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Jacinta Ruru (Image: Sharron Bennett; additional design: Tina Tiller)
Jacinta Ruru (Image: Sharron Bennett; additional design: Tina Tiller)

ĀteaMarch 11, 2024

Aotearoa’s first ever Māori law professor is making history once again

Jacinta Ruru (Image: Sharron Bennett; additional design: Tina Tiller)
Jacinta Ruru (Image: Sharron Bennett; additional design: Tina Tiller)

Professor Jacinta Ruru is set to become Otago University’s inaugural deputy vice chancellor Māori. What does she hope to achieve in the position?

This story uses local Ōtākou spelling conventions, except for the names of external groups. An example is the spelling Kāi Tahu instead of Ngāi Tahu. 

When she was a shy law student at the University of Otago, Jacinta Ruru never considered becoming an academic. But when her alma mater later asked her to teach Māori land law and undertake further research, Ruru took up the opportunity. Now, after spending her entire adult life in Otago’s law faculty and becoming the nation’s first Māori law professor, another opportunity too good to pass up has presented itself. In March, Ruru will start a new role as the University of Otago’s inaugural deputy vice-chancellor Māori. 

While Ruru is sad she’ll no longer have Te Rōpū Whai Pūtake – Otago’s Māori law students association, with whom she initially found a home at the university – as her office neighbour, she says the law faculty will be left in a better state than how she found it. “For more than 20 years,” Ruru was the faculty’s only takata whenua, but now there are multiple kaimahi Māori. Māori are drawn to law for many reasons, but a compelling one is the law’s capacity for justice and system change. To ensure “Māori ideas are valued across the whole University of Otago”, Ruru will bring that hunger for structural change to her new office.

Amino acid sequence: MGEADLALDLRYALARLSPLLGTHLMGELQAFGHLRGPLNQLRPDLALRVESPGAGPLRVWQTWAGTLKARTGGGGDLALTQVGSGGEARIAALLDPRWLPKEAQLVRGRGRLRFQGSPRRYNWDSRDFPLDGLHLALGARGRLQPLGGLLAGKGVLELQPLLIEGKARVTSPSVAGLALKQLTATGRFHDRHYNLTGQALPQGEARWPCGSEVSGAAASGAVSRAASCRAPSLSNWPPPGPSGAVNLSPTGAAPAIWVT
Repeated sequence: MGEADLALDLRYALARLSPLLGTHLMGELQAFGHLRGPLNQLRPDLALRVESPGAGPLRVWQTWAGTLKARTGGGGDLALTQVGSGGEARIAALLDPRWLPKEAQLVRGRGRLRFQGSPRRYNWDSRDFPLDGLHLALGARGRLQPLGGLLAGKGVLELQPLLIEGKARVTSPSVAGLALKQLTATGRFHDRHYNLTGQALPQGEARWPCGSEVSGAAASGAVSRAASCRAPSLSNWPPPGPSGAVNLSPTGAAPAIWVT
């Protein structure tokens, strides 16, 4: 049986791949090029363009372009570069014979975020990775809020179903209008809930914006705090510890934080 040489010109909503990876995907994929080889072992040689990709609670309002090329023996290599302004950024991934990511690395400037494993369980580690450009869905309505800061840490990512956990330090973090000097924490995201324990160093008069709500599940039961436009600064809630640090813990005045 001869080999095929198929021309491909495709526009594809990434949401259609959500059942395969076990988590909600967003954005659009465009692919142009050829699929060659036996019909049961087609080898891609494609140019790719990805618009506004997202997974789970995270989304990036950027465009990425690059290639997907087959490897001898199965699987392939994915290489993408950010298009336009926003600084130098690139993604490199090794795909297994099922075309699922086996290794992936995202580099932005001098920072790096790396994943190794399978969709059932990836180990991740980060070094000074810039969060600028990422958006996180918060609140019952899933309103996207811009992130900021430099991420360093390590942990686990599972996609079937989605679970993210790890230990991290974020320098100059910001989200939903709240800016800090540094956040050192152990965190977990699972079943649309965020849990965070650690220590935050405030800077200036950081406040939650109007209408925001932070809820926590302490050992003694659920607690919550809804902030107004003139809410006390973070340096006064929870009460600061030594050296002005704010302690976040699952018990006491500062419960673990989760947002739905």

Helping to make structural changes at the University of Otago is nothing new for Ruru. “Being a Māori woman in law, I was given lots of opportunities here at the university,” she says. “I was invited on to several strategic committees for the university early on in my career which gave me a good sense of the operation of the university.” Her number one strategic priority had long been growing Māori academic staff numbers and creating a curriculum that is inclusive of te ao Māōri. Because of that ambition, Ruru co-founded Otago’s Māori academic staff caucus, Te Poutama Māori, which she calls a source of inspiration for many kaimahi Māori and a safe space for them to be tākata whenua. 

Thanks to both her external and internal experience, Ruru was a natural choice as Otago’s DVC Māori. As well as being a longtime law professor, she is a board member for Te Wānanga o Aotearoa and Te Papa, held a governance role at the Kāi Tahu Law Centre, co-chaired Te Poutama Māori and from 2016-2021 co-directed Ngā Pae o te Maramatanga (New Zealand’s Māori Centre of Research Excellence). On the latter, Ruru says, “I have learnt so much through Ngā Pae o Te Māramatanga, and the opportunity to be a co-leader of that amazing entity gave me the knowledge to deeply understand the factors that must be built to enable the flourishing of Māori research excellence which will help guide me into the deputy vice-chancellor Māori position.”